Distribution of resources is at the core of politics. Although this activity is primarily economic in nature, the existing research shows that political representatives often use the allocation of public money to reward their allies at the expense of their rivals. This paper analyses a 2015 governmental programme of local sport grants in Slovakia that aimed to build sport facilities for children and young people. In order to avoid any political bias, the programme was established as a neutral mechanism with an anonymous evaluation of grant requests. The results of analysis, however, provide substantial evidence that the subsidies were given primarily to towns with closer political ties to the government while municipalities led by mayors from the opposition were nearly fully ignored. In addition, the presented social and economic aims of the funding programme were not effectively pursued. The paper thus represents a valuable contribution to the discussion of distributive politics, in general, as it shows that, despite the respective legal framework, the allocation of resources may still end up as a process fuelled by partisan interests.
The purpose of this paper is to examine regulatory agencies and regulated parties in an empirical study of administrative disputes initiated against the decisions of regulatory agencies in Croatia. We first aim to provide an overview of the status and trend estimates regarding these disputes; second, to answer the question how well does the system work from the perspectives of both the plaintiffs and the regulatory agencies; third, to identify the problem areas and to compare these with problem areas identified by the authors studying the broader area of administrative judiciary in Croatia, and finally to compare efficiency level of regulatory agencies to other public authorities in confirming the legality of their decisions and actions. Data on all administrative disputes against 12 Croatian regulatory agencies’ decisions in the 17-year period between 1995 and 2011 are used to identify the main characteristics and trends relating to these disputes. Data for 2012 to 2013 was also examined to identify initial changes and emerging trends in the new administrative judiciary system resulting from fundamental legal reform as part of Croatia’s process of accession to the European Union in 2013. The results show these administrative disputes to be often costly and timely with modest outcome for the plaintiff and impressive success rate for the most of regulatory agencies.
This article explores the phenomenon of foreign policy think tanks in Europe in a comparative perspective and offers a framework of analysis for this topic. Assuming that think tanks were largely imported from the US after World Wars I and II, the article argues that European think tanks have been influenced by the different national political contexts in which they have undergone a process of institutionalization. First, the article hypothesizes that such contexts have contributed to determining different incentives for cooperation between think tanks and national policymakers. Such cooperation is based on the willingness of policymakers to turn to think tanks for expertise, advice or validation of policy decisions. Secondly, different political contexts are expected to influence the strategies of action that think tanks have developed towards policymakers and their audience. In this respect, the article identifies three strategies: the generalist, the advocate and the lobbyist. Empirically, the article is based on a survey of eleven organizations conducted in two countries, Italy and the United Kingdom, in 2013-14. Given that very few data are available on this type of organization, their activities, funding, policy audience and goals are investigated. These indicators are used to investigate the main commonalities and differences between the two cases and to compare them with the hypotheses. The results first show that there is comparatively more funding available for think tanks in the UK system than in the Italian one. Secondly, there is apparently more willingness from policymakers to turn to think tanks for expertise in the former case, considering that the UK think tanks hold a higher number of closed-door events and parliamentary hearings. On the contrary, where policymakers tend, instead, to more scarcely rely on external expertise - as it seems more evident in the Italian case - the core audience of think tanks tends to shift to other, more accessible targets (the public opinion, the academia or even businesses). The case study makes it more evident how advocacy becomes a far less important activity for an Italian think tank than a UK one.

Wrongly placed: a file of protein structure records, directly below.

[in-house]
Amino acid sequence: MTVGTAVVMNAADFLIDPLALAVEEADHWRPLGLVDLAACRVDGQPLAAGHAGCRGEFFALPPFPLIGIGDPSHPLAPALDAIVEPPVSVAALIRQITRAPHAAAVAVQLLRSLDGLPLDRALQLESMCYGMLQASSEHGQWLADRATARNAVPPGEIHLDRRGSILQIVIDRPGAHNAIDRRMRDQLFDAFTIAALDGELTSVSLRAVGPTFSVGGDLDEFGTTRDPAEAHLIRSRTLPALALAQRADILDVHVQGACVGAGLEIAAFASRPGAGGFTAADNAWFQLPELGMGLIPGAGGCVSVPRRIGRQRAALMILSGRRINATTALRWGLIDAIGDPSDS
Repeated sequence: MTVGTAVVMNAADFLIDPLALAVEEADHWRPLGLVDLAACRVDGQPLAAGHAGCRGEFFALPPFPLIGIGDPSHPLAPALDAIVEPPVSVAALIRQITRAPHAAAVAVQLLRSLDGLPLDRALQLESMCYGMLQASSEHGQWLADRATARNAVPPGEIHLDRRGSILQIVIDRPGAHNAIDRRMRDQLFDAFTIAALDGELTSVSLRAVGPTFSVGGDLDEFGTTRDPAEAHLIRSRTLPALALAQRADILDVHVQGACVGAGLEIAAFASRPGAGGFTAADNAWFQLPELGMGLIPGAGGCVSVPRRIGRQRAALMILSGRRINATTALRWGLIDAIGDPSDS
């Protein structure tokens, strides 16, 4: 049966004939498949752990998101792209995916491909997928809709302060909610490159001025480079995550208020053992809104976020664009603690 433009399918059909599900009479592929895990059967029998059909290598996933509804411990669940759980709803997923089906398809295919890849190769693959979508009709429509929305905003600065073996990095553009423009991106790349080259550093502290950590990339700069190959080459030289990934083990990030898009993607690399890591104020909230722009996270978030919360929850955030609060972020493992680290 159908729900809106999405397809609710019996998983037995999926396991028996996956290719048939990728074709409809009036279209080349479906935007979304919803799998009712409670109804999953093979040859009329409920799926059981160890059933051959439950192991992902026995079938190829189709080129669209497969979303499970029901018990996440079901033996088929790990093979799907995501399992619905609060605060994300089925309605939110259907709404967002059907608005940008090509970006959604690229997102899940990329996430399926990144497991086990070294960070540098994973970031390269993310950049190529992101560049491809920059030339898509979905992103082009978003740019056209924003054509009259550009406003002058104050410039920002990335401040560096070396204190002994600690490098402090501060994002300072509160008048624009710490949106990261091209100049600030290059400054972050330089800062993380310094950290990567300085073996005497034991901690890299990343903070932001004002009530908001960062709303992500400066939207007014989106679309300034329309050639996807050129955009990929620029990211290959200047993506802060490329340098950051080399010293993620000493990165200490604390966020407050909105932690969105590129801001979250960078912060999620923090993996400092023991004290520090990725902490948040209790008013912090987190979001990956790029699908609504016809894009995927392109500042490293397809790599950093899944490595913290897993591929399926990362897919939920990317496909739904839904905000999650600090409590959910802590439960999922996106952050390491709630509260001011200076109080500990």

Public hearings are frequently used on all levels of government to systematically collect and analyze information in the early stages of legislative policymaking. The methods currently employed measure knowledge utilization in this context by means of citation analysis of edited articles and/or reports that summarize the information shared at these meetings. By combining citation analysis and social network analysis, this article develops a methodology that can be used to capture citations in transcripts of public hearings that precede these reports. In order to demonstrate its strengths and weaknesses, the method is utilized to analyze the 2009 hearings that informed the 2010 House of Commons Transport Committee report on developing the capacity of major roads in the United Kingdom to meet the country’s strategic transport needs. The research shows a good degree of consistency between two independent coders who employed this method to distinguish citations from non-citations and classify the data. It is concluded that the method can be utilized to reliably measure knowledge utilization at public hearings, and that it can be employed in conjunction with research that focuses on measuring citations in memos, briefings, articles or reports integrating some of the evidence given at these meetings.